Bahrain eyes importing 365b cubic feet LNG a year

Bahrain eyes importing 365b cubic feet LNG a year

Bahrain is exploring the possibility of importing 365 billion liquid natural gas (LNG) standard cubic feet a year to propel the country’s industry and economic growth, a senior Minister said.
“We are working on the possibilities of importing one billion standard cubic feet of LNG a day this being the quantity we foresee as the requirement of Bahrain, in addition to the two billion cubic feet we currently produce,” Dr Hussein Bin Ali Mirza Minister of Oil and Gas Affairs in a statement said.
Dr Mirza, whose keynote address was delivered by Dr Shaikh Mohammed Bin Khalifa Al Khalifa, GM of Banagas, at the opening session of the 2nd GPCA Supply Chain Conference on Monday, said that NOGA was also considering two exploration bids for an onshore deep gas exploration project, the deep gas project would find Bahrain drilling deeper than ever before up to 6,096 metres.
“The onshore Permian Khuff formation is known to be loaded with gas accumulations and the exploration is expected to take place at more than six previously unexplored gas bearing zones. The project poses some challenges, both in terms of cost and technology required, but we are going ahead with it as we want to exploit all our options,” he added.

“As the economy in Bahrain has grown, so its reliance on natural gas has also grown tremendously. Today gas is the most valuable commodity in the Kingdom and is the life support system for all local industries, feeding many customers with their required energy needs to run their plants.”
“The country currently consumes 33.98 million cubic metres of gas per day. Gas energy is not only utilised in the power generation and in industrial sectors but is also used extensively for gas injection to maintain oil production from the Bahrain field. Since Bahrain’s gas production is not enough to meet the growing energy demand, NOGA has pursued a number of initiatives, some immediate and others medium to long term, towards increasing the availability of energy to fuel the growing needs of the country,” he said.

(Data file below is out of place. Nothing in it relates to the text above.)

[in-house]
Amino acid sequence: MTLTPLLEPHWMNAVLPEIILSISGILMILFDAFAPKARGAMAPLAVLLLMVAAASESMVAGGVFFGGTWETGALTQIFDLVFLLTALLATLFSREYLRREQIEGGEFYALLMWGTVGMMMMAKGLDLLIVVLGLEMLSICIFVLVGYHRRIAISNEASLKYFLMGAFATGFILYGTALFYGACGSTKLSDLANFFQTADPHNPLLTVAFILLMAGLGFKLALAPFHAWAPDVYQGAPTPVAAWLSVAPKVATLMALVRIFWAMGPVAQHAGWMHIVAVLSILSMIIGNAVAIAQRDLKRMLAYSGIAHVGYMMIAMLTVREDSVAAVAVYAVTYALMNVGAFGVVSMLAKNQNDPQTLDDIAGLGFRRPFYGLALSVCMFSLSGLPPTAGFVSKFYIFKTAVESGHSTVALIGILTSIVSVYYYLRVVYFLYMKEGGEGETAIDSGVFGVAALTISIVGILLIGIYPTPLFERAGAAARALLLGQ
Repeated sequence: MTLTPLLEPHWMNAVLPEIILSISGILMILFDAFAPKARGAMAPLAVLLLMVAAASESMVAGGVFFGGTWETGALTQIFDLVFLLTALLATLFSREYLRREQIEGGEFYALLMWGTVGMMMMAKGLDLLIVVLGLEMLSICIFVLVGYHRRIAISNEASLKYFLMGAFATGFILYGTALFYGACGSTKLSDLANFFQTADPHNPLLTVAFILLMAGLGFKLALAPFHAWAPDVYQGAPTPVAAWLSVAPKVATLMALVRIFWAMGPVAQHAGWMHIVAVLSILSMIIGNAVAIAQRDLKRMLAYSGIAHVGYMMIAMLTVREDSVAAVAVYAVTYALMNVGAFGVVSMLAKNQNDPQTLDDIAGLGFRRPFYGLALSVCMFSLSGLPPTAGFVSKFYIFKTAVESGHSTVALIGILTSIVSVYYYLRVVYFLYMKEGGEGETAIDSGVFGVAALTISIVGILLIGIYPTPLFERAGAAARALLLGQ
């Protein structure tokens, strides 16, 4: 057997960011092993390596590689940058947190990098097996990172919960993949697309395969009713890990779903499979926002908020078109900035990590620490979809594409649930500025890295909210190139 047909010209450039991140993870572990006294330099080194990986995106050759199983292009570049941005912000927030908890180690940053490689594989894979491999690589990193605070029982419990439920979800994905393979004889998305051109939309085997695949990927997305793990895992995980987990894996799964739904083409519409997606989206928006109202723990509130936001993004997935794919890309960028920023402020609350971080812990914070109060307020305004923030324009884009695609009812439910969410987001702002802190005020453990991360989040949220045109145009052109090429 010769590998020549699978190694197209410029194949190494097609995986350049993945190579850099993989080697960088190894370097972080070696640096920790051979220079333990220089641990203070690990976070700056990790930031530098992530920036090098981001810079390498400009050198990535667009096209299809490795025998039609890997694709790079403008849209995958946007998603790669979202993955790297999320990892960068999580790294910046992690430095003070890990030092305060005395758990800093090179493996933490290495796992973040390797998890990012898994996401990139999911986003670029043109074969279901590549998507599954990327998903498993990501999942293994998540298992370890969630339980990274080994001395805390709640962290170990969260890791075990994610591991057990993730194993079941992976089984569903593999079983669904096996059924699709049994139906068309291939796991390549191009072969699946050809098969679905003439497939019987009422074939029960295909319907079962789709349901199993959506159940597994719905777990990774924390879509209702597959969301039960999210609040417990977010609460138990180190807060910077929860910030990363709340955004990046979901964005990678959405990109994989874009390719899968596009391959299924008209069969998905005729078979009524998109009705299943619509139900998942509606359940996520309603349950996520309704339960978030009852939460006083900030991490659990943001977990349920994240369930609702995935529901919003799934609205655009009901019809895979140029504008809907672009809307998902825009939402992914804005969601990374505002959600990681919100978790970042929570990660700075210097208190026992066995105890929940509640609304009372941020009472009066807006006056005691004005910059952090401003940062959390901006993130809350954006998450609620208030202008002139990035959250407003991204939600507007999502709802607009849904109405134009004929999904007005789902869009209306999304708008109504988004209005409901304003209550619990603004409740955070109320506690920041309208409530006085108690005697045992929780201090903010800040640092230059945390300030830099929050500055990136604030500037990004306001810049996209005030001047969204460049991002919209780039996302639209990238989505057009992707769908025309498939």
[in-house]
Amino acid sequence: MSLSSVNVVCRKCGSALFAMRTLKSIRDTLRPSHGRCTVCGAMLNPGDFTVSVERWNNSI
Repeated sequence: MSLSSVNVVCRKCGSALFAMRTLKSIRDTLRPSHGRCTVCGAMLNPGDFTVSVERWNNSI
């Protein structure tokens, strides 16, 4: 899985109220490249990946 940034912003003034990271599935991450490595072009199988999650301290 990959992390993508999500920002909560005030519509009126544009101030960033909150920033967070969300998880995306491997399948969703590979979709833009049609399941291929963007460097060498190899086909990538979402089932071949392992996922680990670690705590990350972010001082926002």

“Bahrain’s immediate initiative was obtaining approval for drilling eight additional Khuff gas wells at a cost of approx $ 200 million to ensure that we add 500 million cubic feet per day of gas, supplying sufficient quantity to meet additional demands over next five years until 2014.
“We are also developing a transparent system to allocate new natural gas supplies for industrial development and also setting up a fair and sustainable pricing policy to supply gas and other petroleum products to our consumers,” he said.
In addition, he said, we are looking at finding alternative supplies of natural gas to ensure sustainability over the next 40 years.
“Bahrain has taken a strategic decision in this regard to negotiate with neighbouring countries to study the potential of importing gas from them and dedicated teams have been formed to pursue this goal. Another major step in this direction has been the signing and allocation of four off-shore exploration blocks to internationally acclaimed oil exploration companies,” he said.
“The Arabian Gulf Petrochemical and Chemical industry has witnessed a tremendous rise in the last 20 years. The initiative that began in the late 1970s to add value to the gas flared at the crude well head in Saudi Arabia has become the corner stone of the extremely competitive and robust industry of today,” he said.
“The fact that the Arabian Gulf region holds 37% of the world’s oil and about 24% of the world’s gas reserves, Middle East has 56% of oil, while 41% of world gas reserves, is enough to make the GCC region in particular and the Middle East region in general, a continued focus for new opportunities in the field of advanced petrochemical and chemical products,” he added.
“The theme for the region going forward is clearly one of wider and deeper involvement in petrochemical and industrial activities; the abundant availability and attractive price of feedstock is in itself a great incentive to invest in the region’s petrochemical and chemical business and provides a natural platform for future growth,” Dr Mirza added.
“As the region acquires more partners and outright ownership in the wider petrochemical value chain, it will create more and more synergies that should support the development of downstream industries,” he said.

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